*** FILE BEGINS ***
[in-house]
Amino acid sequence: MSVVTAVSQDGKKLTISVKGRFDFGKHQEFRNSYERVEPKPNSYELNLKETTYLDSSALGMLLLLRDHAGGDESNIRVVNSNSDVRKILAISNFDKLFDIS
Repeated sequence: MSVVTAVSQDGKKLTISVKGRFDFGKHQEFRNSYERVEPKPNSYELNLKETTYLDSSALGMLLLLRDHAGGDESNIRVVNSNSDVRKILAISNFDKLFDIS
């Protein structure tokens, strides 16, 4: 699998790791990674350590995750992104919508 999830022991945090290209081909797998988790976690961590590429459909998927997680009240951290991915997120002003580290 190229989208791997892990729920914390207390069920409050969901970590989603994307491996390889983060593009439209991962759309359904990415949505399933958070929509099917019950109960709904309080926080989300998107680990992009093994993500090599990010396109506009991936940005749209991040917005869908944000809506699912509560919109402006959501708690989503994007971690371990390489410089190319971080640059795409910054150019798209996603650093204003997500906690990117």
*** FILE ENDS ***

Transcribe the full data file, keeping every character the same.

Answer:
[in-house]
Amino acid sequence: MSVVTAVSQDGKKLTISVKGRFDFGKHQEFRNSYERVEPKPNSYELNLKETTYLDSSALGMLLLLRDHAGGDESNIRVVNSNSDVRKILAISNFDKLFDIS
Repeated sequence: MSVVTAVSQDGKKLTISVKGRFDFGKHQEFRNSYERVEPKPNSYELNLKETTYLDSSALGMLLLLRDHAGGDESNIRVVNSNSDVRKILAISNFDKLFDIS
């Protein structure tokens, strides 16, 4: 699998790791990674350590995750992104919508 999830022991945090290209081909797998988790976690961590590429459909998927997680009240951290991915997120002003580290 190229989208791997892990729920914390207390069920409050969901970590989603994307491996390889983060593009439209991962759309359904990415949505399933958070929509099917019950109960709904309080926080989300998107680990992009093994993500090599990010396109506009991936940005749209991040917005869908944000809506699912509560919109402006959501708690989503994007971690371990390489410089190319971080640059795409910054150019798209996603650093204003997500906690990117």